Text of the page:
I would like to thank Georgia Rhoades, Jill Ehnenn, Kim Hall, and Kirsten Tiedemann for their suggestions toward improving this essay. My thanks also to the Deadheads who offered their time, energy, and thoughts on my research topic: Chez Ray Sewell, Eileen Law, Ruby, Molly Lewis, Amy Cross, John Fritz, Backonthebus, the Grateful Dead Caucus at the seventh annual SWTXPCA conference, and the community. I greatly appreciate their willingness to think this through with me.


1. I count myself among the half-million who self-identify as Deadheads. I saw my first Grateful Dead show in 1986 and have been to hundreds since then. The arguments in this essay are supported by my own experience, through personal observation, reflection, and dialog with other Deadheads.

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2. Adams points out that many Deadheads (eventually) hold white-collar jobs and “are successful and hardworking by mainstream standards. Rather than reject the mainstream value of individual material success, they supplement it with an appreciation of collective experientialism” (“Stigma” 4). I would argue that this “supplement” of “collective experientialism” includes beliefs, values, and practices that fall outside of the mainstream; that is, most Deadheads with white collar work continue to identify with an alternative value system, one that closely resembles the values of other Deadheads, perhaps with the exception of valuing “individual material success.”

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3. Communications scholar Natalie Dollar argues that Deadheads constitute a “speech community” whose members “use communication as a means of connecting with other Deadheads, of realizing shared identity, of accomplishing the communal function” (97). With Dollar, I assume that Deadhead speech communication contributes to the formation of identity, community, and culture, but I use rhetoric and identification rather than speech communication as my framework for anaylsis. This shift in terministic screens enables me to address the ways that rhetoric and identification are involved in socialization, a process that Dollar’s work implies but doesn’t directly address.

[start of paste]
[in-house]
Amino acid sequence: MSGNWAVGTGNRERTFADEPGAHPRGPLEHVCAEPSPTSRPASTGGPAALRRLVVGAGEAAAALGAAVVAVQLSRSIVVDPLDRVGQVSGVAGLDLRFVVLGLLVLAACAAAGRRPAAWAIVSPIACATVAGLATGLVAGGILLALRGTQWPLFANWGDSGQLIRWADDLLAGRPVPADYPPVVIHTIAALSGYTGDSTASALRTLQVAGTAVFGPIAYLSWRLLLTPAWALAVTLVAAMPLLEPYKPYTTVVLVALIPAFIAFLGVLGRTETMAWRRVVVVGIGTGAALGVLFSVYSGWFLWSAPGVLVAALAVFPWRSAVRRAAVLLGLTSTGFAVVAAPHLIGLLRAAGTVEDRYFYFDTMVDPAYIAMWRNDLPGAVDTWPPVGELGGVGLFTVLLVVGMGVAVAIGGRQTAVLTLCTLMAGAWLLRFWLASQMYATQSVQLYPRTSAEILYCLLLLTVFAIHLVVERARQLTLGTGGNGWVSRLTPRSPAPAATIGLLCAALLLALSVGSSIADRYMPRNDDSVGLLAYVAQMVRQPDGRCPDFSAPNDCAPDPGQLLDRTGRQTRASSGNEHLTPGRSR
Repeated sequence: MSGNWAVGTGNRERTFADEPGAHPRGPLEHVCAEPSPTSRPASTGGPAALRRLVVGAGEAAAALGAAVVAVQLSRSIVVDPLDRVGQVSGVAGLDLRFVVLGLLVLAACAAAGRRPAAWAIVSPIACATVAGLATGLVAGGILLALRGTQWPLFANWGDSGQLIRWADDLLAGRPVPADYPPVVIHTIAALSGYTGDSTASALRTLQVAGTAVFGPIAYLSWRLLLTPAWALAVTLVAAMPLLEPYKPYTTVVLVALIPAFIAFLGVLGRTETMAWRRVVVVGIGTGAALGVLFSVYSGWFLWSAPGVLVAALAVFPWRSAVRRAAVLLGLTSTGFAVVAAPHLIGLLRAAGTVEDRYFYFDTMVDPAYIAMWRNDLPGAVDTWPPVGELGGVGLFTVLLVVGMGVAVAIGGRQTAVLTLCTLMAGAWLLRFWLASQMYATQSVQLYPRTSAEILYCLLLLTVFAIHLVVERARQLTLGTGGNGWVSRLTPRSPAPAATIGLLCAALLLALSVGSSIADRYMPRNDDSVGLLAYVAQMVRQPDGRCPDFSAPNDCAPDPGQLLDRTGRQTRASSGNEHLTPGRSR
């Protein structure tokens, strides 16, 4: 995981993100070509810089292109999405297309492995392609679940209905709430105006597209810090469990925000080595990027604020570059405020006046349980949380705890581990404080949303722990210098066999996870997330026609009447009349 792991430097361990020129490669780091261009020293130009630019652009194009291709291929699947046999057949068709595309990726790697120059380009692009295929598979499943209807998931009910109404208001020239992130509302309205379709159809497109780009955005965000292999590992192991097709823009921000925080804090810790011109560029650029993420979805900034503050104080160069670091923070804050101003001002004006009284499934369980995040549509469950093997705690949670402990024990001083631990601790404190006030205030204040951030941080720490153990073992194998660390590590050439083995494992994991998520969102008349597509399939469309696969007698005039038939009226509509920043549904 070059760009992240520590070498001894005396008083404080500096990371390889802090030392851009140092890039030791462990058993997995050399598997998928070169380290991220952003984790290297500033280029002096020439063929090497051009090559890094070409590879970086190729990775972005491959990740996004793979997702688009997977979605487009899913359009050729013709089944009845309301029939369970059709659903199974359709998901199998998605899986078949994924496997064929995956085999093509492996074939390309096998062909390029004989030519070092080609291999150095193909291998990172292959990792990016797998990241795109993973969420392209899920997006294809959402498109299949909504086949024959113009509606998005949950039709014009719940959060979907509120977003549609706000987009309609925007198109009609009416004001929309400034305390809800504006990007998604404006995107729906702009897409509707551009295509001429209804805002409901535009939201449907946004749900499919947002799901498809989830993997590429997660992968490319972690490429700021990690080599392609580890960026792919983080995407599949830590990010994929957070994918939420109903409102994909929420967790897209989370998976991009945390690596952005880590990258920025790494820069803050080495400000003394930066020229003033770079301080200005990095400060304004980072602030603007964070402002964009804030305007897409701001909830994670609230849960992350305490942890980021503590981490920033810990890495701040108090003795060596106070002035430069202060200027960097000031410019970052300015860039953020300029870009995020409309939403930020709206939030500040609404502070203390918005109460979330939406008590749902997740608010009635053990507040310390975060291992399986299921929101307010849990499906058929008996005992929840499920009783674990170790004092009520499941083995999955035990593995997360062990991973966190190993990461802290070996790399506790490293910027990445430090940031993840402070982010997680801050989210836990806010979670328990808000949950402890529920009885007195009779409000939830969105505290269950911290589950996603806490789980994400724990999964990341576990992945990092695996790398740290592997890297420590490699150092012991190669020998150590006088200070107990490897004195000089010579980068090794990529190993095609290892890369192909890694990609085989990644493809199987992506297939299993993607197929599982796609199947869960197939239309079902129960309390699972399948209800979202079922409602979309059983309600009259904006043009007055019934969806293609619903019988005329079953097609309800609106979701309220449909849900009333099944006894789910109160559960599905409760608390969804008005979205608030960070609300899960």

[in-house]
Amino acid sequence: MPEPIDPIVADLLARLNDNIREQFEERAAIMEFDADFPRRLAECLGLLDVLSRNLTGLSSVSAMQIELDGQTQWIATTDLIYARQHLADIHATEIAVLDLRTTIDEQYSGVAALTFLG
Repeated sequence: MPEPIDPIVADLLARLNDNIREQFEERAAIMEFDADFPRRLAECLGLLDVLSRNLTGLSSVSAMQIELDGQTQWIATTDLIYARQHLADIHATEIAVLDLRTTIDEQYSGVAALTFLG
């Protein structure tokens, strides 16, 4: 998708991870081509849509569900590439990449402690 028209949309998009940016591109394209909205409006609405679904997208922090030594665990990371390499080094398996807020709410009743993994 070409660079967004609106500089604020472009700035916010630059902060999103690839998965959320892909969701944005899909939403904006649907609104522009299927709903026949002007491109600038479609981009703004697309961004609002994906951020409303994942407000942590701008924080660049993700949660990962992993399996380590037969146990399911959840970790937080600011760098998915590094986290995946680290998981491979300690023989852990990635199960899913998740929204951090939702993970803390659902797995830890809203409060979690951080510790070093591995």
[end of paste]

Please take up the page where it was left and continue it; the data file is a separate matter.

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4. The process of identification is complex and multi-faceted, and it includes the symbolic dimensions of music, dress, and other extra-linguistic symbols as well as language itself. For my purposes here, though, I’ll focus primarily on the rhetoric of language and less on the rhetoric of, say, dress or dancing; however, it should be noted that rhetoric functions on all symbolic levels and not simply on a linguistic level. Exploring these other rhetorical elements of Deadhead identification falls outside the scope of this essay, though they are crucial to understanding the multiple ways that rhetoric operates in identity formation.

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Works Cited

Adams, Rebecca G. “Stigma and the Inappropriately Stereotyped: The Deadhead Professional.” Sociation Today 1.1 (2003)

---. “What Goes Around, Comes Around’: Collaborative Research and Learning.” Deadhead Social Science: You Ain’t Gonna Learn What You Don’t Want to Know. Eds. Rebecca G. Adams and Robert Sardiello. Walnut Creek, CA: AltiMira, 2000. 15-47.

Backonthebus. Online posting. 12 Oct. 2003. Philzone. 15 Oct. 2003.